[ previous ] [ next ] [ threads ]
 
 From:  Daniel Jokinen <daniel dot jokinen at linford dot se>
 To:  "m0n0wall at lists dot m0n0 dot ch" <m0n0wall at lists dot m0n0 dot ch>
 Subject:  Re: [m0n0wall] VLANs with seperate WANs
 Date:  Wed, 13 Nov 2013 16:07:02 +0100
I'm telling you, I've been staring at this problem for so long now that I swear my brain has turned
into a routing policy :) From the research I've done, and from what you guys have gathered I have
these ideas:

1. Connect the two existing routers and static route them to talk to each other.
Benefit: Cheap and simple
Drawback: Clients can reach each others network. Unacceptable

2. Connect the two existing routers to a third router and restrict access between client networks in
the "middle" network (where the MFP sits)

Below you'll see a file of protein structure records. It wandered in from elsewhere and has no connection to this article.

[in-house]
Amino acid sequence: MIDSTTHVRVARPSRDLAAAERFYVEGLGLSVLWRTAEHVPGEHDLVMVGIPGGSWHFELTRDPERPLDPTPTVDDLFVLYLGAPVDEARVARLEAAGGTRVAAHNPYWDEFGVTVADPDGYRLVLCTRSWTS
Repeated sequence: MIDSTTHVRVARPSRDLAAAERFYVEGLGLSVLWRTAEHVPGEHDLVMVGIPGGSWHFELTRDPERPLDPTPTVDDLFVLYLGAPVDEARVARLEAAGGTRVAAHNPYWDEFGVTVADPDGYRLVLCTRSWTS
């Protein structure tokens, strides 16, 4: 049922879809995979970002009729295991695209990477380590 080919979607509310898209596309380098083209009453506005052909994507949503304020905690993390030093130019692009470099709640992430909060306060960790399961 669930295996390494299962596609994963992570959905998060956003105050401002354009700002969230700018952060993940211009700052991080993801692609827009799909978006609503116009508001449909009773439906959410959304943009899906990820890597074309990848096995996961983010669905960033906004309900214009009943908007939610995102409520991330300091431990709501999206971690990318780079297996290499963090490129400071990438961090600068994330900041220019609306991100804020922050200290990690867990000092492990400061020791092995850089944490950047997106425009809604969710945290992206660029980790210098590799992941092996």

Benefit: Fairly cheap and simple
Drawback: Crude, but efficient, to quote Seven-of-nine

3. Buy a PFSense appliance with 5 ports (or a computer with 5 ports)
Benefit: Great control, less units to supervise and definitely a more stable solution, also allows
each network their own WAN
Drawback: Costly, and probably time-consuming since I've never done anything like it before

4. Use a mono appliance (or similar) with 3 ports and setup access rules
Benefit: Somewhat cheap, otherwise as example 3
Drawback: Networks will share WAN. Unacceptable

5. Install a printserver and enable IPP
No.
No.

I also found out a more or less slaying fact today. One of the WAN connections is actually tunneled
with IPSEC to the customers head office, and apparently I can't mess with that. Which means I can't
change anything in that network. Which leaves me with the only choice I get; No 2 (as long as I can
at least get into the IPSEC router and setup static routing rules). Unless I overlooked something.

> And for those of you who like internet history stuff, I can tell you a policy routing horror story

Do tell!

/Daniel